Hey, people like Diageo, right?
Well, then nothing to see here, let’s move it along….
Anyway, I know I always wonder about the Distiller’s Editions. They are odd ducks in the whisky world.
First off, you’d think from looking at them they are NAS. But they kinda aren’t. I mean, yeah, it doesn’t say Dalwhinnie Distiller’s Edition 17, however it does say when it was distilled (1991, so grunge, much angst) and when it was bottled.
Also, like some other whiskies, this doesn’t immediately tell you the finish… however most places that sell Distiller’s Editions do put the cask finish in the name, so there’s that.
Alright, so it’s 2 years older and finished in Oloroso Casks. Is it worth the premium?
I mean, Dalwhinnie has been sold, burnt, and passed around more than my ex-girlfriend (the burning means you were intimate with her, and you probably didn’t enjoy it). They have a history behind them, regardless of who their pimp is right now.
So let’s try another Distiller’s Edition, this time Dalwhinnie Distiller’s Edition, because it’s the only time they are let off their leash from poppy Diageo.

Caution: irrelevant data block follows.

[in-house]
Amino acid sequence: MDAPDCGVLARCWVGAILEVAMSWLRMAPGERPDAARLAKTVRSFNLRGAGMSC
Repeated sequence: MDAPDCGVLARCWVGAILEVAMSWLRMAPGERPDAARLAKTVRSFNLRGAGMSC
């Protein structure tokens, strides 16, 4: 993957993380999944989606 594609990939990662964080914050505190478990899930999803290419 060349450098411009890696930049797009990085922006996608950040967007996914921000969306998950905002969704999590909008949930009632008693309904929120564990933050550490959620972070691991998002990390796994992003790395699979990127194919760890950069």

Price: N/A in Ontario at the moment
Colour: Dark Gold
Nose: Tannins, strawberry, lemon, pear, ginger, fresh linen
Starts out with almost a Zinfandel smell to it, however the Dalwhinnie core eventually takes up more room than the sherry cask influence. Probably because it’s only in the sherry for a shorter time than in the main.
Taste: Lemon, caramel, light raspberry, nutmeg, cashew, papaya
And then the opposite happens. You have that Highland lemon caramel taste followed by a nutty fruity taste.
Like having dessert in a gay district of the city. Starts out sweet, ends nutty and fruity (in that good Las Vegas way).
Finish: Ginger, leather, gum, papaya again, oregano, arugula, dry
A tiny bit of spice evolves from the taste and ends in the finish. Fruit, leather and vegetal notes. Nothing over the top.
Conclusion: I’d say, if you like your whisky with a sherry finish, buy this over the standard offering. And the reason I say that is because it’s a different beast than the standard in some ways that makes it better to me.
That said, it’s a pretty standard malt. Nothing overtly intense or strong or even subtle to discover. Lemon and Papaya is what it is. They’ve fixed that rough finish, so it’s an improvement.
Scotch review # 185, Highland review #36, Whisky Network review #254